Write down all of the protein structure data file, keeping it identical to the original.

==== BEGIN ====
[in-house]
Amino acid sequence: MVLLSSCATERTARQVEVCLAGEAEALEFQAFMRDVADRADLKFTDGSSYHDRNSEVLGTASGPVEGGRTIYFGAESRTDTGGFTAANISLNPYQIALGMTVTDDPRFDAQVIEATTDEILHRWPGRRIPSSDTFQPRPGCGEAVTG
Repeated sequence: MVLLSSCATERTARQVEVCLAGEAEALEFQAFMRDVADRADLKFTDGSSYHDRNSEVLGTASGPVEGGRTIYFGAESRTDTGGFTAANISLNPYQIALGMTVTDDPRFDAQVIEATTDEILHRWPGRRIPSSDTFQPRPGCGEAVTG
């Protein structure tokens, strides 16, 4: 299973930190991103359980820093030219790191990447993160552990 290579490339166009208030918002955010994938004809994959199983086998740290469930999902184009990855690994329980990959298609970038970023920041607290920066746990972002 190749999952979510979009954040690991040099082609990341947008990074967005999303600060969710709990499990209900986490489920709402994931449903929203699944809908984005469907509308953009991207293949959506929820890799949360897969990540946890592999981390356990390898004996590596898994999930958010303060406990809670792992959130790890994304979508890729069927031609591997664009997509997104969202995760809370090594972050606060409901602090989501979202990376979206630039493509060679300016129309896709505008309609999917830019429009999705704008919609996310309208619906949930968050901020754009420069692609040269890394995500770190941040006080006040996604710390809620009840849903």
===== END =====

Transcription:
[in-house]
Amino acid sequence: MVLLSSCATERTARQVEVCLAGEAEALEFQAFMRDVADRADLKFTDGSSYHDRNSEVLGTASGPVEGGRTIYFGAESRTDTGGFTAANISLNPYQIALGMTVTDDPRFDAQVIEATTDEILHRWPGRRIPSSDTFQPRPGCGEAVTG
Repeated sequence: MVLLSSCATERTARQVEVCLAGEAEALEFQAFMRDVADRADLKFTDGSSYHDRNSEVLGTASGPVEGGRTIYFGAESRTDTGGFTAANISLNPYQIALGMTVTDDPRFDAQVIEATTDEILHRWPGRRIPSSDTFQPRPGCGEAVTG
């Protein structure tokens, strides 16, 4: 299973930190991103359980820093030219790191990447993160552990 290579490339166009208030918002955010994938004809994959199983086998740290469930999902184009990855690994329980990959298609970038970023920041607290920066746990972002 190749999952979510979009954040690991040099082609990341947008990074967005999303600060969710709990499990209900986490489920709402994931449903929203699944809908984005469907509308953009991207293949959506929820890799949360897969990540946890592999981390356990390898004996590596898994999930958010303060406990809670792992959130790890994304979508890729069927031609591997664009997509997104969202995760809370090594972050606060409901602090989501979202990376979206630039493509060679300016129309896709505008309609999917830019429009999705704008919609996310309208619906949930968050901020754009420069692609040269890394995500770190941040006080006040996604710390809620009840849903």